Darren Purchese and Cath Claringbold, from Melbourne's Burch & Purchese Sweet Studio, have come up with this spectacular pineapple glaze for Christmas ham. It's sweet, fragrant, spicy, bitey and entirely worth trying.

1 ham on the bone

60 g castor sugar

½ vanilla pod, seeds scraped

1 tablespoon fresh ginger, grated

1 teaspoon ground black pepper

2 star anise, crushed

1 birdseye chilli, chopped

1 teaspoon ground cinnamon

½ teaspoon ground cloves

60ml pineapple juice

450 g pineapple, in 1.5cm dice

400 g castor sugar

150 g cider

Whole cloves, extra, as required

1. Ask your butcher to remove the outer skin of the ham and score the fat into squares for glazing. Place the ham onto a large baking tray. Place a large heavy-bottomed saucepan over a medium heat and allow the pan to heat for 30 seconds. Add 60 grams of sugar and stir with a heat-resistant spoon to obtain a golden caramel.

2. Once the sugar has dissolved, add the vanilla seeds, ginger, black pepper, star anise, chilli, cinnamon, clove and the pineapple juice. Turn the heat down to low and cook for a minute before adding the pineapple flesh and the 400 grams of sugar.

3. Turn the heat back up to medium and cook, stirring continuously until the mixture boils. Cook for a further 3 minutes, turn the heat off and leave the jam to cool in the pan until cold.

4. Preheat oven to 180 degrees.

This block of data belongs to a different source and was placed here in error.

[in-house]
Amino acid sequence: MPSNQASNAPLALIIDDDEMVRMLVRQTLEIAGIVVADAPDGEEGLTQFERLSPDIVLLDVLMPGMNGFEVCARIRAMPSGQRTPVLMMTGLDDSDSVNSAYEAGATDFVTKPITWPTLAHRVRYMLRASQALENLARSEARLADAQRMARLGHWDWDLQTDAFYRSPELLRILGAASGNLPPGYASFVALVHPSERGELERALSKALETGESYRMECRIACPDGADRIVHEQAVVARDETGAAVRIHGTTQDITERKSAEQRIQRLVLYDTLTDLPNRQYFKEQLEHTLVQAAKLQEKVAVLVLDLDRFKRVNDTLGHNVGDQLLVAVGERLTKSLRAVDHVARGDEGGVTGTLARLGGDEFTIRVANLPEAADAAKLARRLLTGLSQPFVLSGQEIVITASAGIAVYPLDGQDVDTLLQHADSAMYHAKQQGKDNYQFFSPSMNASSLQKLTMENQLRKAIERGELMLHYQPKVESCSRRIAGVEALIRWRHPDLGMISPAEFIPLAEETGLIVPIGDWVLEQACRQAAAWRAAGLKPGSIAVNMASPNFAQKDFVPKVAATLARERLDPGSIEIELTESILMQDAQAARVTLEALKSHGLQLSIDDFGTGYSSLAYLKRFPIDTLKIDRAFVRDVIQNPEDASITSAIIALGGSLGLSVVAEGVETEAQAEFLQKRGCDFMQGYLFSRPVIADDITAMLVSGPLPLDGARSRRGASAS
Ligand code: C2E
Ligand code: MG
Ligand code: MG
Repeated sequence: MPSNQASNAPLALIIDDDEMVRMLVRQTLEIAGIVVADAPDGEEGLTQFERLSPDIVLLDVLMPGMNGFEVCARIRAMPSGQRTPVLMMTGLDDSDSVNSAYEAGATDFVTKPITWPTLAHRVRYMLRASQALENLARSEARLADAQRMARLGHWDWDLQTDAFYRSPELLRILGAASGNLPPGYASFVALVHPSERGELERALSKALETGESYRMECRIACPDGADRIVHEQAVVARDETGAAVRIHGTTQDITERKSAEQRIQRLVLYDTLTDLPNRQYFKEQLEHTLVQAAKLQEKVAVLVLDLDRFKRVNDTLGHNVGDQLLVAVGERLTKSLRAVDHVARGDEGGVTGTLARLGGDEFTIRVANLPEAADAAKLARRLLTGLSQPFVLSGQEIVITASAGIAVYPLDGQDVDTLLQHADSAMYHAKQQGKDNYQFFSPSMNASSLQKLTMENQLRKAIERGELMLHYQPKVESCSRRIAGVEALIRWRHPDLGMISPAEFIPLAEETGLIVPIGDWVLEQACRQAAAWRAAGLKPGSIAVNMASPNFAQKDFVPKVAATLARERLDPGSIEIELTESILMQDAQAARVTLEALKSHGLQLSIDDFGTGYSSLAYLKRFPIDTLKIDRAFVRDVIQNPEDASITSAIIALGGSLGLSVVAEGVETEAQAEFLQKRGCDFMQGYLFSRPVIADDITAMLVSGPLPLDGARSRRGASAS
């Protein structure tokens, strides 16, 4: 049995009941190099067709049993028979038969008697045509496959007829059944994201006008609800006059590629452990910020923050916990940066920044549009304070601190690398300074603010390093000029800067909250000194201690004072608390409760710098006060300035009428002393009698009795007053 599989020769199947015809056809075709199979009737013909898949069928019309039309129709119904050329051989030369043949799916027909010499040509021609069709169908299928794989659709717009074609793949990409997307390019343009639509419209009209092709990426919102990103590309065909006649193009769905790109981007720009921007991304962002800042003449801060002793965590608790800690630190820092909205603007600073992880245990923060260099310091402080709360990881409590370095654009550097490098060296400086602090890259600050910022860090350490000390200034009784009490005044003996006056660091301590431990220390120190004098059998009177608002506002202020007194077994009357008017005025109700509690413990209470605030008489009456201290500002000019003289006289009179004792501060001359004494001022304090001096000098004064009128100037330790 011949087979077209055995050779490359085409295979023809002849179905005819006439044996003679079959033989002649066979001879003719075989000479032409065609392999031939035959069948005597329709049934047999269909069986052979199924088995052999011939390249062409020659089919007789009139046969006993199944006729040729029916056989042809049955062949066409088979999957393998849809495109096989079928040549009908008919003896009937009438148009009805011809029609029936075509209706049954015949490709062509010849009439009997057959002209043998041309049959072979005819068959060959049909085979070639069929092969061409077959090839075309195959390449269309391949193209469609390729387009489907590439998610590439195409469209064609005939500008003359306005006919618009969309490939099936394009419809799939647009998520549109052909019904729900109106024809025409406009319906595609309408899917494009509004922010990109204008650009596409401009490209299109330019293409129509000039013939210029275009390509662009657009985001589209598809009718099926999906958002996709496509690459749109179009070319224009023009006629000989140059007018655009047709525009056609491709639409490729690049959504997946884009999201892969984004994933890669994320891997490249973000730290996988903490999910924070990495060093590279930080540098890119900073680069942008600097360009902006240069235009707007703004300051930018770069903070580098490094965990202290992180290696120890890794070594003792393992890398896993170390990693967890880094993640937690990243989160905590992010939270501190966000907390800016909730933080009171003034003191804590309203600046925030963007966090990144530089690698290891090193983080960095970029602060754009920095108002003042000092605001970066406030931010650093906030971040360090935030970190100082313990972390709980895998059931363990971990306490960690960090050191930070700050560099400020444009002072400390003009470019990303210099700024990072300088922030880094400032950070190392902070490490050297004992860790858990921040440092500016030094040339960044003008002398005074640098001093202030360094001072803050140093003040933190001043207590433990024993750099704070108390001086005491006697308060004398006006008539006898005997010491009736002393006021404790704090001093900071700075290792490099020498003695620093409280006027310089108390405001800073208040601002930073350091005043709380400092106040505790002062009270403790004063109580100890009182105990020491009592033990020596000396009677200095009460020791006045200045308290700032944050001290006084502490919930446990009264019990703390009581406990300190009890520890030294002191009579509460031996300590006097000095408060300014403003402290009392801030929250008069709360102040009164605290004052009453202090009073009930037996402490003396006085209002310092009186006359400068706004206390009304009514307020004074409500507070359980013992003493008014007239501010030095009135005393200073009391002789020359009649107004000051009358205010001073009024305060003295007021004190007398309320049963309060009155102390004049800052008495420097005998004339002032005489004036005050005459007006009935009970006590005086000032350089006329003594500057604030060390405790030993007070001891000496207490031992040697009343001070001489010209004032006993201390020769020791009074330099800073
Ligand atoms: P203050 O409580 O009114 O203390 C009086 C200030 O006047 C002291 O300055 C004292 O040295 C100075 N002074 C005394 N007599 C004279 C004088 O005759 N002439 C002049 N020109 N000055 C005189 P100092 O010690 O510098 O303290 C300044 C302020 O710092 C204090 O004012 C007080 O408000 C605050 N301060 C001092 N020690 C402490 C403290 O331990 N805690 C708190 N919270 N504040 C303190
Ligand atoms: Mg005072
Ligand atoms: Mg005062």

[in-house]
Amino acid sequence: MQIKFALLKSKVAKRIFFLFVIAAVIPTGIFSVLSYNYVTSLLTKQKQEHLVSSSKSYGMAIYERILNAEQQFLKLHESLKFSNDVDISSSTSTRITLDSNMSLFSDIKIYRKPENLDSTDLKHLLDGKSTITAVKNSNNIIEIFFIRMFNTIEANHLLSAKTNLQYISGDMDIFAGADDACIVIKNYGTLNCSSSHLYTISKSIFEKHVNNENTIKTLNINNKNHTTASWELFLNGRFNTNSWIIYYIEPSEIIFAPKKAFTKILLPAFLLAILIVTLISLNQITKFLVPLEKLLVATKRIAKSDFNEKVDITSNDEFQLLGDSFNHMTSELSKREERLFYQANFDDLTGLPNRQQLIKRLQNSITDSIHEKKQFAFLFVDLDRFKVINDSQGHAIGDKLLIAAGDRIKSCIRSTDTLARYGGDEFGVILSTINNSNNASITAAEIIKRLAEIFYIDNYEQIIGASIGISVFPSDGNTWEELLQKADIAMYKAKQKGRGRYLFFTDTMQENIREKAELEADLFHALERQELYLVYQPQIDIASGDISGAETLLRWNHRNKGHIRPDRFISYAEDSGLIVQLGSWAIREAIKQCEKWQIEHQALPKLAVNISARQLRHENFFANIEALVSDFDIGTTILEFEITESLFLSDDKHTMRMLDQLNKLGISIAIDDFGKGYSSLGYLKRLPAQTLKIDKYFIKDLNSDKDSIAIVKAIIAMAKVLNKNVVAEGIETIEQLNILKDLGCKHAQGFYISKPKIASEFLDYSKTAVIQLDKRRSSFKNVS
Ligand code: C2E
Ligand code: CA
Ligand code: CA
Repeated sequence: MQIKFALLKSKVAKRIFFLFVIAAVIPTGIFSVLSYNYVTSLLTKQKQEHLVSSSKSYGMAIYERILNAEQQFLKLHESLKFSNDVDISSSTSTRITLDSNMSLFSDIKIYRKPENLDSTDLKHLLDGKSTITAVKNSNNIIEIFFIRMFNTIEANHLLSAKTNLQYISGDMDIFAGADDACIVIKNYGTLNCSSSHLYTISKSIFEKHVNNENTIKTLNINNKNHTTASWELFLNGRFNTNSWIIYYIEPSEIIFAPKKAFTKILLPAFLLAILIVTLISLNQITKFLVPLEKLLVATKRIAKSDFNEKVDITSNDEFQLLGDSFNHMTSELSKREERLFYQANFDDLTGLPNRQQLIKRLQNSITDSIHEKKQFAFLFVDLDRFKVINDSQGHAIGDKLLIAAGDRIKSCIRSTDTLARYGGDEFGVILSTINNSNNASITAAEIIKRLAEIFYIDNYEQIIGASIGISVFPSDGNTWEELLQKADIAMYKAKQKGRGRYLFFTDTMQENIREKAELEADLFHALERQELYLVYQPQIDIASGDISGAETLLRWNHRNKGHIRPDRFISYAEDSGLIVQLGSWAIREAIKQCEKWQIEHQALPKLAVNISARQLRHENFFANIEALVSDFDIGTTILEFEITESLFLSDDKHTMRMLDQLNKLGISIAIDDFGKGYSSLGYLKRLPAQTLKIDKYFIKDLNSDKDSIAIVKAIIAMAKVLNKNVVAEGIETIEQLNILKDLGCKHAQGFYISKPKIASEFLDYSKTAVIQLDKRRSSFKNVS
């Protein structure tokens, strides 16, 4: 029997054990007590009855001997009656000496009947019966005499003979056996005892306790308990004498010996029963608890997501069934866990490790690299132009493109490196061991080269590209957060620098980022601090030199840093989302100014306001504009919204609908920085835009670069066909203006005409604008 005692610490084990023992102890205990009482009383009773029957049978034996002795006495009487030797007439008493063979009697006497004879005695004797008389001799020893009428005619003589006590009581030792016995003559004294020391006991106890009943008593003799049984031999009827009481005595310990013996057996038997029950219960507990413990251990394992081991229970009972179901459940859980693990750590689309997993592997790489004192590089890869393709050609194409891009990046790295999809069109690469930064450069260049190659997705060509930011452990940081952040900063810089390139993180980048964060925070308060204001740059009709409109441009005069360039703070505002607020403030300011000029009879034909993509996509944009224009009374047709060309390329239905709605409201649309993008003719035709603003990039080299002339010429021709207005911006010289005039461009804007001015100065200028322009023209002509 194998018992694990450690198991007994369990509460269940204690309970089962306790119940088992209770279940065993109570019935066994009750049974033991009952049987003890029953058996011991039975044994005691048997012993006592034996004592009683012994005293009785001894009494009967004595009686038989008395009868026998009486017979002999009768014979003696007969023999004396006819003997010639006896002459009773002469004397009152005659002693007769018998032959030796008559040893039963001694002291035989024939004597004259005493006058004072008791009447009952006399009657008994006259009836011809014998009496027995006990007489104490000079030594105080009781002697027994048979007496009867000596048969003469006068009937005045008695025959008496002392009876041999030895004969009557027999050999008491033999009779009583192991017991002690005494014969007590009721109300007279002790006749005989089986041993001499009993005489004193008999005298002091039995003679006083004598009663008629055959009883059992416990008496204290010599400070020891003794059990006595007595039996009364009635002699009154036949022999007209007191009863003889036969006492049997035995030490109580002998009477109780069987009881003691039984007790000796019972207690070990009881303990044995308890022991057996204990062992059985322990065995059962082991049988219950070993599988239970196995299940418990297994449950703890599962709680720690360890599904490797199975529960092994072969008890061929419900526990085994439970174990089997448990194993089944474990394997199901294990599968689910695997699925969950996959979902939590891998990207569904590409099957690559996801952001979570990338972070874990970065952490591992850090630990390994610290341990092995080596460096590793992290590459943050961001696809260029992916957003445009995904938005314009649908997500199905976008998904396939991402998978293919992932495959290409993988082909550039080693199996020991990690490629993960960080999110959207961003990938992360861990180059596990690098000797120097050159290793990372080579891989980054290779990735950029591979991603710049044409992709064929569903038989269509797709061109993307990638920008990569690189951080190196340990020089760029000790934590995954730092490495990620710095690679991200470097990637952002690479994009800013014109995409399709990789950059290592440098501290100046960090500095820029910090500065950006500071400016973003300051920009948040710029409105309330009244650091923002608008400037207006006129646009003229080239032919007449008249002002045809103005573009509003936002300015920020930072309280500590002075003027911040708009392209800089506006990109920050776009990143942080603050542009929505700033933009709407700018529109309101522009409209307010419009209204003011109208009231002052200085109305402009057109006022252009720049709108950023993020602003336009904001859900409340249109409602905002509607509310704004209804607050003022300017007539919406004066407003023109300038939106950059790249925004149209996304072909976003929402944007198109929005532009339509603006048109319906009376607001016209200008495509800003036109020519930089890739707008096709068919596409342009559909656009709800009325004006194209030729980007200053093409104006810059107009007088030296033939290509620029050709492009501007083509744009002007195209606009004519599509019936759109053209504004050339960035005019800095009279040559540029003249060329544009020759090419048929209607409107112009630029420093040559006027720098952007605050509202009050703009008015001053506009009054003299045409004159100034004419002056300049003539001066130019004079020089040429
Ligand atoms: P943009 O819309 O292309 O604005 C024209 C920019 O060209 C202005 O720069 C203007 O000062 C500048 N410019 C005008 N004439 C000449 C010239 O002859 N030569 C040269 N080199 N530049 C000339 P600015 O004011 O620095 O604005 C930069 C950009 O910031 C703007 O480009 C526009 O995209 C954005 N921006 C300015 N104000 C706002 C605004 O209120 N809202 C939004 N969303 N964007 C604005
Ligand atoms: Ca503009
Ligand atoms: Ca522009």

5. Transfer the jam to a food processor or blender and blend until some of the larger pieces of pineapple have broken down. Mix the jam with the cider and rub well onto the scored ham. Push cloves into the centre of each cross-sectioned square.

6. Place the ham into the preheated oven for 25 minutes to melt and glaze the jam. Remove from the oven and allow the ham to cool before slicing at the table.

Recipe serves 8 (with plenty of ham left over)

Lobster

Lobster san choy bao

1 small iceberg lettuce

70ml shaoxing wine

40ml light soy sauce

40ml oyster sauce

25 g white sugar

20 g sesame oil

60 g peanut oil

2 garlic cloves, finely minced

25 g ginger, julienned

75 g Chinese lup cheong sausage, sliced (from Asian grocers)

6 shitake mushrooms, sliced (fresh or rehydrated)

125 grams carrot, in ½ cm dice

150 grams spring onions, trim to white part only, sliced